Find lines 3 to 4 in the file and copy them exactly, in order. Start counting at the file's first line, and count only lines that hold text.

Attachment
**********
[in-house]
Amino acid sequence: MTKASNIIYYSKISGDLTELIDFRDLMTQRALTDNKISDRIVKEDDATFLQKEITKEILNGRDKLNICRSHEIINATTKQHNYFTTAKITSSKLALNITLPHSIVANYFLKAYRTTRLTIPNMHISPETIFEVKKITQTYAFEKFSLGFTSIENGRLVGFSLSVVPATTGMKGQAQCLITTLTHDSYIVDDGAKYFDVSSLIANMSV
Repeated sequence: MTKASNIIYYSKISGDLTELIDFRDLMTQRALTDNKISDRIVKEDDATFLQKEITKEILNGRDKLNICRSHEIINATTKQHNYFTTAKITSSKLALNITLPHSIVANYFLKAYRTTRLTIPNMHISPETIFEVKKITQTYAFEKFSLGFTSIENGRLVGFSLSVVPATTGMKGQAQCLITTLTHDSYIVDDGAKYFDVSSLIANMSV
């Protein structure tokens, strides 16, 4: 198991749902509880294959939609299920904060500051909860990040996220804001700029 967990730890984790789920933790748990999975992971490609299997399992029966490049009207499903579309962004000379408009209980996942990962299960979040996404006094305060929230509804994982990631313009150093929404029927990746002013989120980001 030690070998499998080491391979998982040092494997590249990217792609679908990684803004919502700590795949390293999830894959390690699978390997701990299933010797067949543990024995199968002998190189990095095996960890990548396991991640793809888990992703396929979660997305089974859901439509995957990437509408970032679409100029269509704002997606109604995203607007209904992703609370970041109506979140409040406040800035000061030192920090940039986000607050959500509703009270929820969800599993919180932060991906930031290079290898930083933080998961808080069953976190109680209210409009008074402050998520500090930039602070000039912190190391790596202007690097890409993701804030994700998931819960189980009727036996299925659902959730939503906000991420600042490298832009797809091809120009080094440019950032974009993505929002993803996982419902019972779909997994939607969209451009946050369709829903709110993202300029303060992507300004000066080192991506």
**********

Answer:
Repeated sequence: MTKASNIIYYSKISGDLTELIDFRDLMTQRALTDNKISDRIVKEDDATFLQKEITKEILNGRDKLNICRSHEIINATTKQHNYFTTAKITSSKLALNITLPHSIVANYFLKAYRTTRLTIPNMHISPETIFEVKKITQTYAFEKFSLGFTSIENGRLVGFSLSVVPATTGMKGQAQCLITTLTHDSYIVDDGAKYFDVSSLIANMSV
């Protein structure tokens, strides 16, 4: 198991749902509880294959939609299920904060500051909860990040996220804001700029 967990730890984790789920933790748990999975992971490609299997399992029966490049009207499903579309962004000379408009209980996942990962299960979040996404006094305060929230509804994982990631313009150093929404029927990746002013989120980001 030690070998499998080491391979998982040092494997590249990217792609679908990684803004919502700590795949390293999830894959390690699978390997701990299933010797067949543990024995199968002998190189990095095996960890990548396991991640793809888990992703396929979660997305089974859901439509995957990437509408970032679409100029269509704002997606109604995203607007209904992703609370970041109506979140409040406040800035000061030192920090940039986000607050959500509703009270929820969800599993919180932060991906930031290079290898930083933080998961808080069953976190109680209210409009008074402050998520500090930039602070000039912190190391790596202007690097890409993701804030994700998931819960189980009727036996299925659902959730939503906000991420600042490298832009797809091809120009080094440019950032974009993505929002993803996982419902019972779909997994939607969209451009946050369709829903709110993202300029303060992507300004000066080192991506």